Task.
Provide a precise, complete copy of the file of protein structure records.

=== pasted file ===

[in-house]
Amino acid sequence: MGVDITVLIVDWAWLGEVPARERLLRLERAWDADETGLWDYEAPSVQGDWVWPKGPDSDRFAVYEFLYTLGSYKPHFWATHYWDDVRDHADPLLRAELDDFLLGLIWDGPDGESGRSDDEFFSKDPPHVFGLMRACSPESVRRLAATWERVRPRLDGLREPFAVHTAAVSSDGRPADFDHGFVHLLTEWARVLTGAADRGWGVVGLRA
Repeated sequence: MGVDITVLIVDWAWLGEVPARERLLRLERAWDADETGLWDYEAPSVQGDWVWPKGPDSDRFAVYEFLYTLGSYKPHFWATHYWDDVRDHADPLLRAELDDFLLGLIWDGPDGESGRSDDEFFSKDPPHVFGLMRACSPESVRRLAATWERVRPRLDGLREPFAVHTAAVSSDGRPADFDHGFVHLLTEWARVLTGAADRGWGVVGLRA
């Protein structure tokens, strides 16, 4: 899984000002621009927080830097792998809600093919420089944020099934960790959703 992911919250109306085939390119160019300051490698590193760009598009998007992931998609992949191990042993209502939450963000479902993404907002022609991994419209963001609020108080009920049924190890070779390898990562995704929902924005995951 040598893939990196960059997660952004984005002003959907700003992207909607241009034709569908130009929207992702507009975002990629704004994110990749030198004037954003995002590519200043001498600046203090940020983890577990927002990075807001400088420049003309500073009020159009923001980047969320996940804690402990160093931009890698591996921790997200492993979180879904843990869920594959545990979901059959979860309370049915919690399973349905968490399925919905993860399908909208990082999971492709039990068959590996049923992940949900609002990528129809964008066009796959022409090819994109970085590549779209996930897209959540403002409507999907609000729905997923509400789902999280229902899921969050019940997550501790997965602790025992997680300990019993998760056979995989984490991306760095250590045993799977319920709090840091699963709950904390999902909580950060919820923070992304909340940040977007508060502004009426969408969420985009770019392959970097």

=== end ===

[in-house]
Amino acid sequence: MGVDITVLIVDWAWLGEVPARERLLRLERAWDADETGLWDYEAPSVQGDWVWPKGPDSDRFAVYEFLYTLGSYKPHFWATHYWDDVRDHADPLLRAELDDFLLGLIWDGPDGESGRSDDEFFSKDPPHVFGLMRACSPESVRRLAATWERVRPRLDGLREPFAVHTAAVSSDGRPADFDHGFVHLLTEWARVLTGAADRGWGVVGLRA
Repeated sequence: MGVDITVLIVDWAWLGEVPARERLLRLERAWDADETGLWDYEAPSVQGDWVWPKGPDSDRFAVYEFLYTLGSYKPHFWATHYWDDVRDHADPLLRAELDDFLLGLIWDGPDGESGRSDDEFFSKDPPHVFGLMRACSPESVRRLAATWERVRPRLDGLREPFAVHTAAVSSDGRPADFDHGFVHLLTEWARVLTGAADRGWGVVGLRA
């Protein structure tokens, strides 16, 4: 899984000002621009927080830097792998809600093919420089944020099934960790959703 992911919250109306085939390119160019300051490698590193760009598009998007992931998609992949191990042993209502939450963000479902993404907002022609991994419209963001609020108080009920049924190890070779390898990562995704929902924005995951 040598893939990196960059997660952004984005002003959907700003992207909607241009034709569908130009929207992702507009975002990629704004994110990749030198004037954003995002590519200043001498600046203090940020983890577990927002990075807001400088420049003309500073009020159009923001980047969320996940804690402990160093931009890698591996921790997200492993979180879904843990869920594959545990979901059959979860309370049915919690399973349905968490399925919905993860399908909208990082999971492709039990068959590996049923992940949900609002990528129809964008066009796959022409090819994109970085590549779209996930897209959540403002409507999907609000729905997923509400789902999280229902899921969050019940997550501790997965602790025992997680300990019993998760056979995989984490991306760095250590045993799977319920709090840091699963709950904390999902909580950060919820923070992304909340940040977007508060502004009426969408969420985009770019392959970097």